I also like to add a scoop of vanilla whey protein powder to my smoothies for some extra nutrition.

  4. Katiearanda says:

    Since I started using Body By Vi, I have been trying to do this as much as possible, because I love mixing the shake mix with fresh fruit! Great tips! 

  5. Hootfamily says:

    I usually add fruit juice to mine to make them go a little farther!

  6. PV Mom says:

    I found organic rasberries at Costco for cheap in the freezer section.  I got a huge bag for around $8.00.  Awesome deal!!!

  7. Susan says:

    We love smoothies too.  Ours are so simple, and we like them better than any of the expensive ones – 1 individual serving container of yogurt and a handful of frozen fruit.  That is all.  Blend it in the Vitamix (the best blender ever in my humble opinion!)   You can use any kind of yogurt and fruit that you like. 

    My family may be weird, but we weem to be the only people who don’t like Jamba Juice.  And we’ve tried quite a few different kinds looking for a good one.  They’ve all had this icky after taste. 

    • Susan says:

      I should say on the yogurt — it’s one individual serving size.  Doesn’t have to be the individual container, of course. 

      Also, I figure our homemade smoothies are approx. $1/serving too.

    • jaimelescoupons says:

      we do that too! love it. My grand mother just got a vitamix, I was wondering if the frozen fruit do good in it (they killed my old blender :( ) ? I mean..I quit making smoothies because my cheap blender could not break apart the fruits..so the vitamix works great for that? I was worried of putting ice in her blender, i didnt want to ruin her expensive blender, but maybe i will try it if its build for it!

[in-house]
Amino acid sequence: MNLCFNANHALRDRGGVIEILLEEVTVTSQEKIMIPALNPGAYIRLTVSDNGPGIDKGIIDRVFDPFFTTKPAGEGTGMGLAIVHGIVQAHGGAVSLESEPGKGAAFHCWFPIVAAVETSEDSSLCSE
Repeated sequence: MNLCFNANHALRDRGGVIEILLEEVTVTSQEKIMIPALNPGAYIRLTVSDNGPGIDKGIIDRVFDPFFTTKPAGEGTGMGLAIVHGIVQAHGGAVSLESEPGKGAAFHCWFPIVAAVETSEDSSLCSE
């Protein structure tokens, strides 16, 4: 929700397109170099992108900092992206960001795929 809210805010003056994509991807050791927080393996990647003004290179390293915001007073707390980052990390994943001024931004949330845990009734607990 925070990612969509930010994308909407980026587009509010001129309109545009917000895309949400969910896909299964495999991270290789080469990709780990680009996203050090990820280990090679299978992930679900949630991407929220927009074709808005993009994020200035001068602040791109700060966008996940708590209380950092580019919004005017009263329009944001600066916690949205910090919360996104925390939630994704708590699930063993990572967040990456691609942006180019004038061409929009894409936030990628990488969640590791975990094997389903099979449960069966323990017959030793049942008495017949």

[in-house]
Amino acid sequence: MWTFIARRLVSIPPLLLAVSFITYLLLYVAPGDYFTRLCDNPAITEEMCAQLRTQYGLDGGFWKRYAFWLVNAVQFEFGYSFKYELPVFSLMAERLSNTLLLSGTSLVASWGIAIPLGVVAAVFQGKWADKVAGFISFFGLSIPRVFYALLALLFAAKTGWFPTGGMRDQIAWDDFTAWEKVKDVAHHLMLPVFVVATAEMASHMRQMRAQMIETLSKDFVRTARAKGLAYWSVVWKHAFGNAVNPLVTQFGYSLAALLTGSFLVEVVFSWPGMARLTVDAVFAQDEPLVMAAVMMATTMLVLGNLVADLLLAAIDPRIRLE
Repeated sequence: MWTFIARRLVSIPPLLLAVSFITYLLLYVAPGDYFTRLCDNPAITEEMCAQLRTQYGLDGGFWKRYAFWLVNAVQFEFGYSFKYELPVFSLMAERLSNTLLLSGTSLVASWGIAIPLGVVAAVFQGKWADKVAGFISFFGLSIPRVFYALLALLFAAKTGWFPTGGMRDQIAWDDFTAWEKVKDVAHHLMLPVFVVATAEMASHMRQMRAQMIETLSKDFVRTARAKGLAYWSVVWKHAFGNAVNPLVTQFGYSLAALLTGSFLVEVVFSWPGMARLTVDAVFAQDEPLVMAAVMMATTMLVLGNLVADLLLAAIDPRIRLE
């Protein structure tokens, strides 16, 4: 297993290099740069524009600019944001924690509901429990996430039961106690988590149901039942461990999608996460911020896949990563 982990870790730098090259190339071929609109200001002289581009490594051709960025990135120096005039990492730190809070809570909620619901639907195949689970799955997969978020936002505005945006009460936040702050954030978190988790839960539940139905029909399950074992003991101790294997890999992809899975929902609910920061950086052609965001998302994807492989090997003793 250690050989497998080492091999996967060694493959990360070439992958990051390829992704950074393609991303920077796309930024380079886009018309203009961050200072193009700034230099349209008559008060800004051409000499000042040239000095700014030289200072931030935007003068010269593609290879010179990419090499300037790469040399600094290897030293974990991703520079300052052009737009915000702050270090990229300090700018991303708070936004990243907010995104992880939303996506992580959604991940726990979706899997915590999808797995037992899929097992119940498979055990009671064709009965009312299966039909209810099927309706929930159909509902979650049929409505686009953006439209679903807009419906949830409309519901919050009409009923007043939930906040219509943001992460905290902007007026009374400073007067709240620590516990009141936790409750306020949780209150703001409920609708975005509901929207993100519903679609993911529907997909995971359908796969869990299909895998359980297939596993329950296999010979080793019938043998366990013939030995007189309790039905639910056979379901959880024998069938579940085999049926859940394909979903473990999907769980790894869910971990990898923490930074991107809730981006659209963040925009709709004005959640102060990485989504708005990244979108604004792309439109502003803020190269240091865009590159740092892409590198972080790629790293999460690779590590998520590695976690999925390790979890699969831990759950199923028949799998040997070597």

• Bonbonj29 says:

        we have a vita mix and it can definitely cut through ice!  It has a very strong motor and sharp blades.  Going on five years with ours and we love it!!!

      • Susan says:

        Jaime, oh yes, the Vita Mix is tough!  It’s awesome for crushing ice.  It can puree big huge rock-hared frozen strawberries in seconds. 

        I got my Vita Mix at Costco 5 or 6 years ago.  It’s an expensive blender, but worth it because it works so much better than the less expensive ones I had before.  We use it all the time!  We make smoothies several times at week.  I also make vegetable soup in it, tossing frozen veggies straight from the freezer into it.  Worth the money, in my humble opinion.

        I wouldn’t worry at all about ruining your grandmother’s Vita Mix with frozen fruit.  Just be sure start with the speed on low and gradually speed it up, and be sure to use the tamper to mash the fruit down as the blender is running. I put the yogurt in first, then add the frozen fruit on top, but i’m not sure if that really matters.   

        After a minute or so the fruit will be chopped up, and you can take the tamper out and let the blender take over for another minute or two, depending on how thick you like your smoothies.  The longer it runs, the more runny it gets.  You can leave it thick, like a sorbet that you need to eat with a spoon, or make it more runny so that you can suck it up a straw. 

  8. Anonymous says:

    Love smoothies and make quite a few of them!  I throw all my ripe bananas in the freezer for smoothies too!